Massachusetts Protesters Urge Electoral College to ‘Dump the Trump’

They assembled on the State House steps with a toilet seat-adorned scarecrow of the PEOTUS.

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Photo via State House News Service

Outside the State House today, protesters trotted out a scarecrow in a suit and a too-long red tie protruding below its waistline. Atop its head was placed a mop of golden locks, and instead of a mouth, there was a toilet seat. The scarecrow had been positioned inside a trash can. There was also a sign: “Dump the Trump,” it said.

On the day that members of the Electoral College were scheduled to cast their votes for president—technically, the only ones that actually count—demonstrators around the country spent the morning making a last-ditch effort in a long-shot campaign to get those electors to break with tradition and, well, dump Donald Trump. By mid-morning the crowd had grown to more than 100.

Few question what Massachusetts’  11 electors will do today when they convene to complete the ritual at 3 p.m. Hillary Clinton won the state handily in the general election and thus is all but assured to collect each of the 11 votes the state has to offer her now-defunct campaign.

But could a show of solidarity among Trump opponents in Boston and elsewhere convince enough electors in other states (they need 37), who had been expected to vote for Trump, to vote for someone else? That’s what protesters hope for, even if, as an Associated Press survey found, the effort is likely to fall short.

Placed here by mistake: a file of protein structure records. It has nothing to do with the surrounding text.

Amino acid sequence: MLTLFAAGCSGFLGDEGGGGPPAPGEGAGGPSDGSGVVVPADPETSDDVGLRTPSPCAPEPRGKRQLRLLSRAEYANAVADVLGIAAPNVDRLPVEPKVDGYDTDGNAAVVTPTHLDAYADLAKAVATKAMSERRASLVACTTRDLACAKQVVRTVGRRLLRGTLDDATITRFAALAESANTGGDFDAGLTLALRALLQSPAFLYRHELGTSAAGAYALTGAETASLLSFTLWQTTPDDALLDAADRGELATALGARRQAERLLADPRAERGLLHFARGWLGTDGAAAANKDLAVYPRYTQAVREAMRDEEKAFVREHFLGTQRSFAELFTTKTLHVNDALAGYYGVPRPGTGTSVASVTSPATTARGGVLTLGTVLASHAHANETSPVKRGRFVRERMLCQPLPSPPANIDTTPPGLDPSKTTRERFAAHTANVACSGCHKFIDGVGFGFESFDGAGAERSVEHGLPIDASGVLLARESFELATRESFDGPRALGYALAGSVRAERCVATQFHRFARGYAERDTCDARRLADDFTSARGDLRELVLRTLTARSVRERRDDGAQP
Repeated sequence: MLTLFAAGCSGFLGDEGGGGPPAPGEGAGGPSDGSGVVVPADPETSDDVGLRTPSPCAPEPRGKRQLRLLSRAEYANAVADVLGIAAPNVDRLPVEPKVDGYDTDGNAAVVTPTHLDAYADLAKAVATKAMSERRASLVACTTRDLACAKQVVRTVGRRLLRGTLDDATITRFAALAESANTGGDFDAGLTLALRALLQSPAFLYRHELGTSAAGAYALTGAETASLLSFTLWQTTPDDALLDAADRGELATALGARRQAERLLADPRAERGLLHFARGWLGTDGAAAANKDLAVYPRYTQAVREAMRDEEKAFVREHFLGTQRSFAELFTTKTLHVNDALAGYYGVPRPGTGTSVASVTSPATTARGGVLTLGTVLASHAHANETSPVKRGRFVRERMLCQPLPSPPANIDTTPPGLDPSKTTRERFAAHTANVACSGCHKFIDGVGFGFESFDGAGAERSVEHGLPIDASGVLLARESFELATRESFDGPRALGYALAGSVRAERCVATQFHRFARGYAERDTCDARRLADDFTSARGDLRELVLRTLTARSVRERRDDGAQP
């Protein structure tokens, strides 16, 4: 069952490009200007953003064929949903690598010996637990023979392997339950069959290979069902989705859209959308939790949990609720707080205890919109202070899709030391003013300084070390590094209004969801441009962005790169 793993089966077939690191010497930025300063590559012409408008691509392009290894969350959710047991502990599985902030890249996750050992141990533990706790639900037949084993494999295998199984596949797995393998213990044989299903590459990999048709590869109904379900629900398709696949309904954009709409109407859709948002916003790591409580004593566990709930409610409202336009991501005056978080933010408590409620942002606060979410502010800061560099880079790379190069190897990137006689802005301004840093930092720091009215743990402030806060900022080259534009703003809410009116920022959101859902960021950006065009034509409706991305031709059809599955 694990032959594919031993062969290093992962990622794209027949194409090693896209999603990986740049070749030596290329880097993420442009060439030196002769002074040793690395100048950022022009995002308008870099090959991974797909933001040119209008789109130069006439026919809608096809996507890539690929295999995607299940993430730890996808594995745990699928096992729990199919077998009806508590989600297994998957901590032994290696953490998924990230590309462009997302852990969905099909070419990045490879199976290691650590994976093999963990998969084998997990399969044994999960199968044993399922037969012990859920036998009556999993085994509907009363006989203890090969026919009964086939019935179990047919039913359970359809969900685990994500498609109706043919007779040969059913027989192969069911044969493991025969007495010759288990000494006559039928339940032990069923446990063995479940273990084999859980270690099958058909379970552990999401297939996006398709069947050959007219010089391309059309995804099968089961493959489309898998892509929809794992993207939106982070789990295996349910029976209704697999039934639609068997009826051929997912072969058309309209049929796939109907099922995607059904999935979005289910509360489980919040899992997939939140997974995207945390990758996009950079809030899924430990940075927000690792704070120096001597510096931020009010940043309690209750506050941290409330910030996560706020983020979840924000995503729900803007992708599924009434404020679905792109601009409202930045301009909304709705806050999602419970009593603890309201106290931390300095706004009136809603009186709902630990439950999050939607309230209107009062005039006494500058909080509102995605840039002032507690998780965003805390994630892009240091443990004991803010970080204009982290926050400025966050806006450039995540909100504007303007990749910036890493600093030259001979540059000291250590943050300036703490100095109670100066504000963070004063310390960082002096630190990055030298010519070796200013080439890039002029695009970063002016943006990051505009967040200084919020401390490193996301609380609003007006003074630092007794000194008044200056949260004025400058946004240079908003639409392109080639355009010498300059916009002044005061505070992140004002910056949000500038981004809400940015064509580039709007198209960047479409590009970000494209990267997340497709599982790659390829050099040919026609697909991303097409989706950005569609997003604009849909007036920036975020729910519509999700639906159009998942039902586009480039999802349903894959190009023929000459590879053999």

If Trump opponents get what they want, though, it would fall to the Republican-controlled Congress to pick the next president. It’s not exactly clear what the body would do were it given that responsibility, but the scenario would certainly send yet another message to Washington that most of the country does not support the president-elect (Clinton’s share of the popular vote bests Trump’s by 2.8 million), and that his most ardent opponents believe he is uniquely unfit to lead. Those who support electors flipping on the Republican also believe that now is the time for the Electoral College to do what it was formed to do in the first place: intervene when voters get it wrong.

“We think we should speak to our electors around the country today and let them know that we’re watching, and we’re very concerned about the vote they’re about to cast,” Sean Recroft, a Gloucester resident, said, according to the State House News Service. “It’s one country. We’re not just Massachusetts voters, we’re United States voters, and Hillary Clinton won this election by nearly 3 million more votes.”

Despite Massachusetts’ electors minimal role to play in this unusual scenario, one of the electors did manage to figure into the national conversation about all this. Three of them were among those who requested a national security briefing on Russia’s role in hacking into Democrats’ communications before the vote. They won’t get one.

This was only the latest protest to form in Massachusetts since Trump’s surprise victory. A rally on November 9 drew thousands to the streets of Boston.

Mayor Marty Walsh, despite being clearly upset about Trump’s election, wasn’t all that excited about the prospect of an Electoral College upset.

“We can see what happens,” Walsh told WGBH’s Boston Public Radio on Friday, “but Donald Trump won the election.”